According to Ecclesiastes xii, 12: "of making many books there is no end". On no subject is that more true than Paris - probably the most written-about city in the world. The question to be posed of any addition to the pile is: does it add anything new? Newness could be new material, a new perspective, or an approach geared to a new audience. Unfortunately, Paris from the Ground Up fails on all these counts.
It is not at all clear what James McGregor is trying to do. In eight chapters he narrates aspects of the city from the Roman period to the present day. But is he aiming to provide a history of the built environment of Paris, as the title and some of the early material suggest? Is he producing a tourist guide? Is he offering a general narration of the role of Paris in the government of France?
What would normally be the preface actually appears on page 301, but even this does not explain what the author intended with this work, other than to suggest that the book can be used as a sort of guide - moving through the city in both time and space from chapter to chapter. But if it is intended as a guidebook, I would advise readers to buy the Blue Guide Paris and Versailles instead.
Indeed, there are sections of Paris from the Ground Up that read almost like a parody of a standard cultural guide: for example, its detailed descriptions of the architectural features of Notre Dame Cathedral that are indecipherable on the over-reduced photographs alongside; the long description of individual items in the Cluny Museum; and the apparently random selection of pictures in the Louvre that McGregor chooses to describe. Parody (or maybe bathos) is also present in a number of 1066 and All That-style moments, such as a passing reference to Emile Zola, "who wrote grim novels about the lives of labourers".
McGregor makes a number of voyages out of his chosen city to provide over-extended and irrelevant descriptions (given the length of the book) of events such as the Battle of Crecy and the life of Joan of Arc. He has also chosen to circumscribe Paris narrowly, almost exclusively within its 1784 borders, and to limit himself to a selection of public buildings and spaces. The real Paris, where more than 7 million inhabitants actually live, is ignored almost entirely, except for the surprising description of a "band of outer neighbourhoods and suburban communities where an African heritage predominates".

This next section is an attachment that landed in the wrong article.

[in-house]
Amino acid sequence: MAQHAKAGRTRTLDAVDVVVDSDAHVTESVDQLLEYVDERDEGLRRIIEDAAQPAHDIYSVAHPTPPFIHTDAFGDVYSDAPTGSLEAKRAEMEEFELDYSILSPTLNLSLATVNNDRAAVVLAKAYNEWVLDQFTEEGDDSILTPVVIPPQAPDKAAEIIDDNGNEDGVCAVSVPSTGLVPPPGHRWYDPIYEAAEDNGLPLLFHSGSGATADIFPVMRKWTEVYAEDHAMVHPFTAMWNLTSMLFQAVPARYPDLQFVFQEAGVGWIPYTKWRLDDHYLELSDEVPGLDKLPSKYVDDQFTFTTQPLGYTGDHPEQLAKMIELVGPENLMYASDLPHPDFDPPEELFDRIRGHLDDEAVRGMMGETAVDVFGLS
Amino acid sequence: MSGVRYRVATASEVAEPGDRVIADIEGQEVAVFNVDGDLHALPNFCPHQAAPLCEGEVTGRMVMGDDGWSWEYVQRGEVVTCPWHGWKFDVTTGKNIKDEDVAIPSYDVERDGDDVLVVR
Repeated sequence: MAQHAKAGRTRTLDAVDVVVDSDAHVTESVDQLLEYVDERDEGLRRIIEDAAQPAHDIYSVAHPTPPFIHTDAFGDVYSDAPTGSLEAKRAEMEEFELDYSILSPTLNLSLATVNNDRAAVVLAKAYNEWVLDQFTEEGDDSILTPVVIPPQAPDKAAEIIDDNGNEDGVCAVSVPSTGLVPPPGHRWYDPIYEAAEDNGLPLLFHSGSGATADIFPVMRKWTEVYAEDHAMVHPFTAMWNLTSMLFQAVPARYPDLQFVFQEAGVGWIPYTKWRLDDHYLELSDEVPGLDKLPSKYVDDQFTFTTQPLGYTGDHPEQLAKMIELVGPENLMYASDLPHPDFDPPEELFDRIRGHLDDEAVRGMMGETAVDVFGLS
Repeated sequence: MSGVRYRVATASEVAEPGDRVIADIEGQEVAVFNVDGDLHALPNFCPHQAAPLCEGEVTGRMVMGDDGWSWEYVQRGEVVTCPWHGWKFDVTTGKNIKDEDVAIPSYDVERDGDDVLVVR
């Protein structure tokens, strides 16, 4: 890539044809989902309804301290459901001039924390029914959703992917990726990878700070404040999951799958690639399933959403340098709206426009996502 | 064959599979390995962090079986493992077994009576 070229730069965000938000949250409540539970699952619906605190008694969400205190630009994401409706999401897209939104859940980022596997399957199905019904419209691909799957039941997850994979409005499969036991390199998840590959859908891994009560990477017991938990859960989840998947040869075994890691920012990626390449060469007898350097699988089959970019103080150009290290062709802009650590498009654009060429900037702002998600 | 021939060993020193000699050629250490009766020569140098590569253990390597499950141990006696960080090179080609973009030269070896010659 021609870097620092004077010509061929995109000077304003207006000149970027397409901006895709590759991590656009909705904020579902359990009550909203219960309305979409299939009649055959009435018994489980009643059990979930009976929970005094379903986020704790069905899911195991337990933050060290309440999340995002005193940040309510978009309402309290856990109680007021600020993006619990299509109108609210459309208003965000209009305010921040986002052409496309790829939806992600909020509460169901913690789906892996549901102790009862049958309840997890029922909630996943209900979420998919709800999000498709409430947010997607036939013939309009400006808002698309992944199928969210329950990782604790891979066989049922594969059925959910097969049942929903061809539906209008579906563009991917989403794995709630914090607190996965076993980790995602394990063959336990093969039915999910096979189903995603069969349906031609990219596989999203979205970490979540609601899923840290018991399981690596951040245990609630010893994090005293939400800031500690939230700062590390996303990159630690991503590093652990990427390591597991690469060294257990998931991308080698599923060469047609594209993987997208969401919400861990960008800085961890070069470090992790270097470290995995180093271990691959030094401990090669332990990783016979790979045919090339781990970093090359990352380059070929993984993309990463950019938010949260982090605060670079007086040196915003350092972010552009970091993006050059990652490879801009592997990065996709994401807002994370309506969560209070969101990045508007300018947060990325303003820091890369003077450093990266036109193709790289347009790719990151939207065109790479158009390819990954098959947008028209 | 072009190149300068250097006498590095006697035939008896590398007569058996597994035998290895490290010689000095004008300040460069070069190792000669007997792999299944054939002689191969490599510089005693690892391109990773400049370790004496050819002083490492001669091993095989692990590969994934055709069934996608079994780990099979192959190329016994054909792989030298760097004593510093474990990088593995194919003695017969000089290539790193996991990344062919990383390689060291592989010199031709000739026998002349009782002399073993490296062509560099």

McGregor has written three other "from the ground up" books. Two of them, on Venice and Rome, were more closely related to his own research interests in medieval and Renaissance Italian literature. His book on Paris contains no new research or analysis, and its broad and simplistic statements about French and Parisian history are unaccompanied by any references to existing literature. Twenty-five books of further reading are suggested, three of them McGregor's own on other places. None is in French and several have a very tangential relationship to the themes of the book under review. None of its 135 illustrations is captioned.
After reading Paris from the Ground Up, I went back to my groaning shelf of books on Paris and rekindled my interest in the urban history of the city via Norma Evenson, Bernard Rouleau and Anthony Sutcliffe. Others may want to go straight to them, and avoid starting "from the ground up".
Paris from the Ground Up
By James H.S. McGregor. Belknap Harvard, 352pp, £22.95. ISBN 9780674033160. Published 30 April 2009